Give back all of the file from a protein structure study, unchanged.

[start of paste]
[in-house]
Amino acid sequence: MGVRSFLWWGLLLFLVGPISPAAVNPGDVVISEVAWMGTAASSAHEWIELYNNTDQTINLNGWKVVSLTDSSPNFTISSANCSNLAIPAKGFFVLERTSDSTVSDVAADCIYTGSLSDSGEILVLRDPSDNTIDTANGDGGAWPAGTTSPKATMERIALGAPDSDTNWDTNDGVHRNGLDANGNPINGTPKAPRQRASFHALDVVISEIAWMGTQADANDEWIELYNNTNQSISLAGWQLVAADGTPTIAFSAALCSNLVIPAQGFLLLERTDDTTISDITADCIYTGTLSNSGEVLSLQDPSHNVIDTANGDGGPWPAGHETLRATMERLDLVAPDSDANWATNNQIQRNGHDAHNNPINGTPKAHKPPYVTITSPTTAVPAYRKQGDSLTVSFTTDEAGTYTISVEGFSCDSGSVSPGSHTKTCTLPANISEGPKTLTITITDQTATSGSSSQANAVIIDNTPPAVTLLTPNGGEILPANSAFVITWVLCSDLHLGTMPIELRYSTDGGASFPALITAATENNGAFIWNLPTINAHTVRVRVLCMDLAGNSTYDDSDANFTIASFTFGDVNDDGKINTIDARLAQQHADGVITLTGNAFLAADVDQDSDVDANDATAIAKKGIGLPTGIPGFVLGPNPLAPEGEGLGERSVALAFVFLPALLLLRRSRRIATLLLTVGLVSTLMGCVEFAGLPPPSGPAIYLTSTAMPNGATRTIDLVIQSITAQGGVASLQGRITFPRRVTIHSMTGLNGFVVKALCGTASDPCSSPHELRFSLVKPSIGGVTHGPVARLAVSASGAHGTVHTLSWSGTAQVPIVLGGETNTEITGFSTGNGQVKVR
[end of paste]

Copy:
[in-house]
Amino acid sequence: MGVRSFLWWGLLLFLVGPISPAAVNPGDVVISEVAWMGTAASSAHEWIELYNNTDQTINLNGWKVVSLTDSSPNFTISSANCSNLAIPAKGFFVLERTSDSTVSDVAADCIYTGSLSDSGEILVLRDPSDNTIDTANGDGGAWPAGTTSPKATMERIALGAPDSDTNWDTNDGVHRNGLDANGNPINGTPKAPRQRASFHALDVVISEIAWMGTQADANDEWIELYNNTNQSISLAGWQLVAADGTPTIAFSAALCSNLVIPAQGFLLLERTDDTTISDITADCIYTGTLSNSGEVLSLQDPSHNVIDTANGDGGPWPAGHETLRATMERLDLVAPDSDANWATNNQIQRNGHDAHNNPINGTPKAHKPPYVTITSPTTAVPAYRKQGDSLTVSFTTDEAGTYTISVEGFSCDSGSVSPGSHTKTCTLPANISEGPKTLTITITDQTATSGSSSQANAVIIDNTPPAVTLLTPNGGEILPANSAFVITWVLCSDLHLGTMPIELRYSTDGGASFPALITAATENNGAFIWNLPTINAHTVRVRVLCMDLAGNSTYDDSDANFTIASFTFGDVNDDGKINTIDARLAQQHADGVITLTGNAFLAADVDQDSDVDANDATAIAKKGIGLPTGIPGFVLGPNPLAPEGEGLGERSVALAFVFLPALLLLRRSRRIATLLLTVGLVSTLMGCVEFAGLPPPSGPAIYLTSTAMPNGATRTIDLVIQSITAQGGVASLQGRITFPRRVTIHSMTGLNGFVVKALCGTASDPCSSPHELRFSLVKPSIGGVTHGPVARLAVSASGAHGTVHTLSWSGTAQVPIVLGGETNTEITGFSTGNGQVKVR